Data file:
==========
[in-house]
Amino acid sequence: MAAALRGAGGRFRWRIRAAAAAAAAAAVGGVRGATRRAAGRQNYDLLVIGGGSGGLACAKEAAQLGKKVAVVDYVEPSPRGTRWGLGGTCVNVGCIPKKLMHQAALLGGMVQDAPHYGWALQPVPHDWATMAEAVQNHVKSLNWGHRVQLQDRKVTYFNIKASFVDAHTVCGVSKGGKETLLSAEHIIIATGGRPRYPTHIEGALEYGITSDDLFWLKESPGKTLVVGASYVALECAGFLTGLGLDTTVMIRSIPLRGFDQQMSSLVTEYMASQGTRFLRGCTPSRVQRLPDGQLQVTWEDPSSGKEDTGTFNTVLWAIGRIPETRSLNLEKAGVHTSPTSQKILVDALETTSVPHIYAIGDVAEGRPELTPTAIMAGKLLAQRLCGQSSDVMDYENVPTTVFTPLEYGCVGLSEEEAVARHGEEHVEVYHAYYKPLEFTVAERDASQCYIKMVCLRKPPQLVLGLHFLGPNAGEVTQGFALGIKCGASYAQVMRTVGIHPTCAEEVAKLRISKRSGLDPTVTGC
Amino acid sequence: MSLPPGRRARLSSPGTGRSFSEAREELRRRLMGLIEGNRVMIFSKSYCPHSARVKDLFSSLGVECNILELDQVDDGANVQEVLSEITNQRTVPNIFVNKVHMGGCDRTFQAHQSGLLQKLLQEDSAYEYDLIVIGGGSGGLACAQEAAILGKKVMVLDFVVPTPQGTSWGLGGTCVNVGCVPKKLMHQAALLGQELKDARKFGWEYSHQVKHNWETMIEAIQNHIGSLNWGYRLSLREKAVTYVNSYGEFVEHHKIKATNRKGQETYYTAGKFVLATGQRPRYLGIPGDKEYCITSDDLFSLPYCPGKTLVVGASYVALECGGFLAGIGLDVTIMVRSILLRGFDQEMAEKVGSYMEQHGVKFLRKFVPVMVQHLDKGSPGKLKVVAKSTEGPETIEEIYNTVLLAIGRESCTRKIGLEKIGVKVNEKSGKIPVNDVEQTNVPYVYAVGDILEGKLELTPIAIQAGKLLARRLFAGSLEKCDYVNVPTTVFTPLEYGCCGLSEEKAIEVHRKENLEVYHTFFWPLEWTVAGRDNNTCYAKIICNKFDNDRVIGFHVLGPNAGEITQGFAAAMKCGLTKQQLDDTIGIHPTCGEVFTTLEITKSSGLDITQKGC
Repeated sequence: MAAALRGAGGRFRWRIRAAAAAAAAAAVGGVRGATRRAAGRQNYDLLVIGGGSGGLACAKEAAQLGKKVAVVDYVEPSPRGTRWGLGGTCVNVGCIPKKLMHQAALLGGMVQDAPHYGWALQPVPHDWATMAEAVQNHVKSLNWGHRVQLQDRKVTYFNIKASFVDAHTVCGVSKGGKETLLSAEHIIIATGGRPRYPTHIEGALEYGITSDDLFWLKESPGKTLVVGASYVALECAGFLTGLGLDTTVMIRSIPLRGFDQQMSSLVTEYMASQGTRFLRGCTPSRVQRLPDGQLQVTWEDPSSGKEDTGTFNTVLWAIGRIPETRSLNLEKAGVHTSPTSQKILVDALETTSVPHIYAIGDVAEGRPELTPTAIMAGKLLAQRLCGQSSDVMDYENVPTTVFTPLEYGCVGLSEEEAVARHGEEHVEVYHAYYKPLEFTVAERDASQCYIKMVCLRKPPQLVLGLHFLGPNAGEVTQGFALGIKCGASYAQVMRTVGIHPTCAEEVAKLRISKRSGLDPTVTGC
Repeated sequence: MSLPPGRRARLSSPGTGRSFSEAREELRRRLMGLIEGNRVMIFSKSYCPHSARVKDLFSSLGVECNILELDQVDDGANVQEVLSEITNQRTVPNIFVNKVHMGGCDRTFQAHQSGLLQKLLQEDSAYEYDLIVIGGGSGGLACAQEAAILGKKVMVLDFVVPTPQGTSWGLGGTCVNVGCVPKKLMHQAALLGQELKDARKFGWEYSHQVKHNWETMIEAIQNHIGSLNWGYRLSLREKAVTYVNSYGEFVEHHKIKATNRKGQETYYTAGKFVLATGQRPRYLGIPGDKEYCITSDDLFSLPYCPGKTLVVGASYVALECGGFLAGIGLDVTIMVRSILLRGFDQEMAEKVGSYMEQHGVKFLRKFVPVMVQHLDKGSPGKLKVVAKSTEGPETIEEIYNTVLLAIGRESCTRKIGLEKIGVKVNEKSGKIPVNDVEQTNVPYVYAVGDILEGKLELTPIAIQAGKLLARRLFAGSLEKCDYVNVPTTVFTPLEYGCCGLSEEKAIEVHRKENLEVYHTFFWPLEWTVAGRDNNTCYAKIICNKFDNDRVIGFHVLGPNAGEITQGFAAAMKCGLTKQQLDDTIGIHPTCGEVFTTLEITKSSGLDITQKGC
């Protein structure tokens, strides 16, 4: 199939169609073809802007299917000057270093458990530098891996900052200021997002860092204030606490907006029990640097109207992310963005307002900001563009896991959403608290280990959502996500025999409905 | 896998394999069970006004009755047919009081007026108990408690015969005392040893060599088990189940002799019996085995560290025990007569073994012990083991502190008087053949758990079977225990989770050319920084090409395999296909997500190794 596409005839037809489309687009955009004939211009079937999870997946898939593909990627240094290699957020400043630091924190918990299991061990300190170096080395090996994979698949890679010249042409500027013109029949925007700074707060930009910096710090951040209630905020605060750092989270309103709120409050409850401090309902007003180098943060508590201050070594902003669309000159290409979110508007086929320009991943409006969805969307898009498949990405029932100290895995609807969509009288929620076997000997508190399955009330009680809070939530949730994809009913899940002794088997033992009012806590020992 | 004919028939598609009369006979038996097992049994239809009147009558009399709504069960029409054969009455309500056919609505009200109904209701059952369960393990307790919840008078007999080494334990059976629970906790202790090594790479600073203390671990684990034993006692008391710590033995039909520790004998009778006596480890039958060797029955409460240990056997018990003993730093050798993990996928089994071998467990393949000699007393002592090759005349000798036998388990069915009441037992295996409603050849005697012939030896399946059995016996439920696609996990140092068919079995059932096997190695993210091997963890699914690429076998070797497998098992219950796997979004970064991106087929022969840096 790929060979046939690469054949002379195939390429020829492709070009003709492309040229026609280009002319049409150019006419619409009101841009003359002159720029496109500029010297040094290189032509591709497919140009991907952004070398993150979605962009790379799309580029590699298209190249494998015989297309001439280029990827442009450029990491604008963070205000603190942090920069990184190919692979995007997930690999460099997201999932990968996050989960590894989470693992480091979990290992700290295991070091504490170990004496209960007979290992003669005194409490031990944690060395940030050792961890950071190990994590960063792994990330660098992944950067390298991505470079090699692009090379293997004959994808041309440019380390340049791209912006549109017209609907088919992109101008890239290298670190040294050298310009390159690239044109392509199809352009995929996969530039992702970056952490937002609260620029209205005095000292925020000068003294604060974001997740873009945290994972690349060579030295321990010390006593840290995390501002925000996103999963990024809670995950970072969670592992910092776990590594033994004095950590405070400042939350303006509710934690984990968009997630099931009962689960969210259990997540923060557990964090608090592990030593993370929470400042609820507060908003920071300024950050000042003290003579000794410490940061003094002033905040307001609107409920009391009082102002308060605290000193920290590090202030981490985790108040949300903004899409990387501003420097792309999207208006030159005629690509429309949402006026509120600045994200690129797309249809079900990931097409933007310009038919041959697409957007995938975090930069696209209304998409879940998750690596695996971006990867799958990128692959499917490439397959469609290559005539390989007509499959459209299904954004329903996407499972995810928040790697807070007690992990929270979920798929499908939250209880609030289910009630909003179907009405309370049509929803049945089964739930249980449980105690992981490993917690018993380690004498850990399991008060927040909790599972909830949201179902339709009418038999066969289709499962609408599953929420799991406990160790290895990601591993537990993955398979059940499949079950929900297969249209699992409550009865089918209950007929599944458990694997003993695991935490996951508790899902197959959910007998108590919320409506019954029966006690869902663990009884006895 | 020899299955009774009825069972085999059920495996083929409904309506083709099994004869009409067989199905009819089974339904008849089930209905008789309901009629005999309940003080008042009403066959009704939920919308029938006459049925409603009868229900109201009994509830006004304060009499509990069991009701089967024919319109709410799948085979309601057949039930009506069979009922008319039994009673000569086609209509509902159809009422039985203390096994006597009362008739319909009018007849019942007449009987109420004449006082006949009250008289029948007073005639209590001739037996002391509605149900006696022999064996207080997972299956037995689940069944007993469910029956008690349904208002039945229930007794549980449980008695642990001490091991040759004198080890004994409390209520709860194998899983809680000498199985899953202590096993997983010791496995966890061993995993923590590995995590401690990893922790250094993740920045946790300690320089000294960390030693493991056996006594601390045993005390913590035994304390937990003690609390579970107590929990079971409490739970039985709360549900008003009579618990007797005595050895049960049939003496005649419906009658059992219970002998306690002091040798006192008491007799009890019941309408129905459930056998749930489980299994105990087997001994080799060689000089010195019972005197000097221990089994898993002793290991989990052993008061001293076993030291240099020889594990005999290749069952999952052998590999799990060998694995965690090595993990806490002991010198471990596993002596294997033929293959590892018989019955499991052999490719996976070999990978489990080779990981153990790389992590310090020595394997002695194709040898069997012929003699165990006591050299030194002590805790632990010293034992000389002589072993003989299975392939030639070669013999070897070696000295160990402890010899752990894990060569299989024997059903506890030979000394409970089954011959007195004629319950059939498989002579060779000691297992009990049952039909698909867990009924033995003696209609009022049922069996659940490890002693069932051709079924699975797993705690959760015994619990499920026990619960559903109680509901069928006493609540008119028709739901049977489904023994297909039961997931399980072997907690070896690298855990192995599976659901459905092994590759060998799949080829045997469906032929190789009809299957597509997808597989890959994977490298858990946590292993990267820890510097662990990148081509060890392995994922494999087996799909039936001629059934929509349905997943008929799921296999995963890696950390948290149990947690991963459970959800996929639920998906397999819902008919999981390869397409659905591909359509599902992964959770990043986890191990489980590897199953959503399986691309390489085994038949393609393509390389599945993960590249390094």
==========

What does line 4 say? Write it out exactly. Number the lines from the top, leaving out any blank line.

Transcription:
Repeated sequence: MAAALRGAGGRFRWRIRAAAAAAAAAAVGGVRGATRRAAGRQNYDLLVIGGGSGGLACAKEAAQLGKKVAVVDYVEPSPRGTRWGLGGTCVNVGCIPKKLMHQAALLGGMVQDAPHYGWALQPVPHDWATMAEAVQNHVKSLNWGHRVQLQDRKVTYFNIKASFVDAHTVCGVSKGGKETLLSAEHIIIATGGRPRYPTHIEGALEYGITSDDLFWLKESPGKTLVVGASYVALECAGFLTGLGLDTTVMIRSIPLRGFDQQMSSLVTEYMASQGTRFLRGCTPSRVQRLPDGQLQVTWEDPSSGKEDTGTFNTVLWAIGRIPETRSLNLEKAGVHTSPTSQKILVDALETTSVPHIYAIGDVAEGRPELTPTAIMAGKLLAQRLCGQSSDVMDYENVPTTVFTPLEYGCVGLSEEEAVARHGEEHVEVYHAYYKPLEFTVAERDASQCYIKMVCLRKPPQLVLGLHFLGPNAGEVTQGFALGIKCGASYAQVMRTVGIHPTCAEEVAKLRISKRSGLDPTVTGC